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Plug-in hybrids: really “a CO2 scam”, as one study puts it?

A Swiss study denounces rechargeable hybrids, which would be a scam to CO2 measurements. But in “real life” they might still be relevant.

In 2022, almost every major manufacturer will have a plug-in hybrid in its rangeor even several. For good reason: this engine is full of advantages, on paper. By combining an electric motor and a battery capable of a range of around fifty kilometers with a conventional heat engine, plug-in hybrids can, in theory, combine the qualities of electric and thermal. On a daily basis, drivers drive entirely electrically, and for long journeys the heat engine takes over. But now, in reality, the whole would be far from being so virtuous as that, according to a Swiss study.

This study, commissioned by the authorities of the canton of Valais and carried out by Impact Living, a consulting company. The objective was to study the relevance of aid from the canton for the purchase of a rechargeable hybrid. And the results are not good for plug-in hybrids. So much so that Marc Muller, one of the study’s authors, declared in the media that PHEVs are ” a CO2 standards scam, climate goals and consumers”. The words are not minced…

The WLTP cycle largely unsuited to plug-in hybrids

So what does this study say? It confirms what any informed consumer already knows: WLTP standards greatly underestimate consumption and emissions from plug-in hybrids. Indeed, in this test protocol, manufacturers are free to drive in all-electric mode for long kilometres. Result: the average consumption announced is derisory, often below the 2 L/100 km mark. And, according to Impact Living, which studied the behavior and journeys of around twenty owners of plug-in hybrids (Mitsubishi Outlander PHEV, Volvo XC60, Opel Grandland X, and Ford Explorer), the actual fuel consumption is 116% higher on average than the figures announced by the WLTP. That’s more than double! On the emissions side, we discover a surplus of 26% compared to the announced data.

Impact Living also took the opportunity to calibrate its study against thermal vehicles. There, the company notices that the WLTP test is very well calibrated against real-world use, even in this mountainous region. The study therefore concludes that plug-in hybrids are only a facade for benefit from “CO2 super-credits” in Europe, while the environmental benefits are minimal. But there are some limitations to this study.

Very specific conditions

First, this study was carried out in the canton of Valais, a mountainous region. This road profile, as the study shows, is not not particularly favorable to plug-in hybrids, since owners often live at altitude, and do not benefit from regenerative braking when they leave home with a full battery. Next, note that the study compares these PHEVs, often powerful SUVs (most between 200 and 250 hp), to smaller and less powerful thermals, all with equivalent or lower consumption for hybrids. Finally, this study aims to study the emissions and consumption in real and current uses.The latter are still too unsuitable, due to misunderstanding or lack of information.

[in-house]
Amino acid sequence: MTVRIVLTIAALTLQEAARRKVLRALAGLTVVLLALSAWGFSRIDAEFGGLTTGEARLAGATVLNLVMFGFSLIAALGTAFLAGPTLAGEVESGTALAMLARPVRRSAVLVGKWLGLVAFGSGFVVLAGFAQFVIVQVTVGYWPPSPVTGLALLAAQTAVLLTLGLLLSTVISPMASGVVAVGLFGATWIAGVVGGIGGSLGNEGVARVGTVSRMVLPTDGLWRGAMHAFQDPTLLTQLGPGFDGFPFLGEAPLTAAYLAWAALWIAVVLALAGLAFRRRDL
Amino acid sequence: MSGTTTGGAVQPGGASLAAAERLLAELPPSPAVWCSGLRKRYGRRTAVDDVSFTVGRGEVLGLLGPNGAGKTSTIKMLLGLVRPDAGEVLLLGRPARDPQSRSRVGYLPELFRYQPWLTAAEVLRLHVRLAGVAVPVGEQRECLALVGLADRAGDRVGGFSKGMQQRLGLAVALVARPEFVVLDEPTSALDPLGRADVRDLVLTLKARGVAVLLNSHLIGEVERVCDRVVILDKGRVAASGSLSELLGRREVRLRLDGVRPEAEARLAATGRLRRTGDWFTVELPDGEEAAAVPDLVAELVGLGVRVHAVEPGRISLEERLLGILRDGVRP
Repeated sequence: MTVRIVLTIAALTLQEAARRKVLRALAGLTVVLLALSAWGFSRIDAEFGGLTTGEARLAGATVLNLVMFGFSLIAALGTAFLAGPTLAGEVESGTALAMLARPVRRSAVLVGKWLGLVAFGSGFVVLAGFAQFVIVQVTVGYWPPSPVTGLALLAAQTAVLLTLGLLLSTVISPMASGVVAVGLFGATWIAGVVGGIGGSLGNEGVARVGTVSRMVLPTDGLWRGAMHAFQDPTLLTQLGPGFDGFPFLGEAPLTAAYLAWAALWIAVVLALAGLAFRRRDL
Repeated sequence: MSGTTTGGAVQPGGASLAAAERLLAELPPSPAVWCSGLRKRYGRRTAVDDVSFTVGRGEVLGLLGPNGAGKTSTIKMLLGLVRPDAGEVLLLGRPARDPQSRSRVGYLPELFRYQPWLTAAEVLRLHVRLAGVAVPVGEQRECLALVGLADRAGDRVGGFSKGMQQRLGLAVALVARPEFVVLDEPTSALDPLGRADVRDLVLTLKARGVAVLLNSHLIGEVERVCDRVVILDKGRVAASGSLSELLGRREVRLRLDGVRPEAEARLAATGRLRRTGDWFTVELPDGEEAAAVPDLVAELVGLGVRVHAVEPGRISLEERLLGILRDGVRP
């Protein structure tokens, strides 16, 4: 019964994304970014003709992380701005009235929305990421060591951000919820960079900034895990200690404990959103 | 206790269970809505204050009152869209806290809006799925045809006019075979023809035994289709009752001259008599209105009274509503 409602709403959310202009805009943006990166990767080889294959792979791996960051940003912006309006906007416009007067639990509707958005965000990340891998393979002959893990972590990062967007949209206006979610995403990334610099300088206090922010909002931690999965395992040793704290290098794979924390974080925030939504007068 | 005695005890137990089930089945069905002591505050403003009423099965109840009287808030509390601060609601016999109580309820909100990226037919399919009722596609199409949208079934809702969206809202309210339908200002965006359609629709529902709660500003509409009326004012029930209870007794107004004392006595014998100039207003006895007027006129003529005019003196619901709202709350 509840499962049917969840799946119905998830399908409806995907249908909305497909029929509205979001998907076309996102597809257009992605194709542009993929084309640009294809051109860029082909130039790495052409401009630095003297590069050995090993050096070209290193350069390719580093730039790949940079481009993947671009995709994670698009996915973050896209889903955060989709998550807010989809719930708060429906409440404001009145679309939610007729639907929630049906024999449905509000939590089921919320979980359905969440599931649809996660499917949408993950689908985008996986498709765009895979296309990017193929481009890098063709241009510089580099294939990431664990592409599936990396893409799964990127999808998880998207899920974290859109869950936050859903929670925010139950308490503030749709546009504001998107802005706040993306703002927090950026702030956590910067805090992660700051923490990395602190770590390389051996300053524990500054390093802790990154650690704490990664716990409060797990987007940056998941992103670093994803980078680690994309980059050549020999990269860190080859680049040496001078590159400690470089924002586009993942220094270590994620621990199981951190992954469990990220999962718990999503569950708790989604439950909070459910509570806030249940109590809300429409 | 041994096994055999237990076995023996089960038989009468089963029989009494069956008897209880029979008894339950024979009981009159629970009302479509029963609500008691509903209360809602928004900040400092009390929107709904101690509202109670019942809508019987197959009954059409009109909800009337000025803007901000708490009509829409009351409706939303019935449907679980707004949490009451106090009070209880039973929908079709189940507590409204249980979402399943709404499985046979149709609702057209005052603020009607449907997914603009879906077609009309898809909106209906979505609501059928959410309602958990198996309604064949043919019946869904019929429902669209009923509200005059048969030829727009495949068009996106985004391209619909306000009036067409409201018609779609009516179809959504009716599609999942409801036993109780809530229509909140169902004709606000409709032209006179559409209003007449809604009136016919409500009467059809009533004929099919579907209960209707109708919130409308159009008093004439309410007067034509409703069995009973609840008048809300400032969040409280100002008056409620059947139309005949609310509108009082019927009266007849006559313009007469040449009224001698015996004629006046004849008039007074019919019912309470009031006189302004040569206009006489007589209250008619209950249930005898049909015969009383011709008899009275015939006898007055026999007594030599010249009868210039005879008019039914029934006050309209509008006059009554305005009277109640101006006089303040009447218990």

Misleading WLTP standards, but a use that may be relevant

What is not debatable is that WLTP standards are misleading compared to the actual consumption of these vehicles, and this has no comparison with the WLTP figures recorded for simple thermals. Consumption and emissions are much less interesting than manufacturers and governments would suggest. On the other hand, with a geographical context closer to the average user in France, and above all with more suitable uses to these engines (daily charging of the battery, short and urban journeys in electric mode, non-charging of the battery while driving on long journeys), PHEV can be advantageous compared to thermal pure. Certainly, it is almost impossible to reach the values ​​qualifying the manufacturers for the ecological credits (less than 50 g of CO2/km). But figures of the order of 120 g of CO2/km are possible. It is a real improvement compared to a thermal of comparable power.

In conclusion, plug-in hybrids are indeed a way for manufacturers to bypass CO2 standards, which should be subject to a special procedure for these vehicles. On the other hand, behaviors of PHEV drivers remain very inadequate compared to a optimal use. But if these behaviors are corrected, plug-in hybrids remain an interesting alternative, in very specific cases (short daily journeys, possibility of frequent recharging).

Source : Impact Living (PDF)

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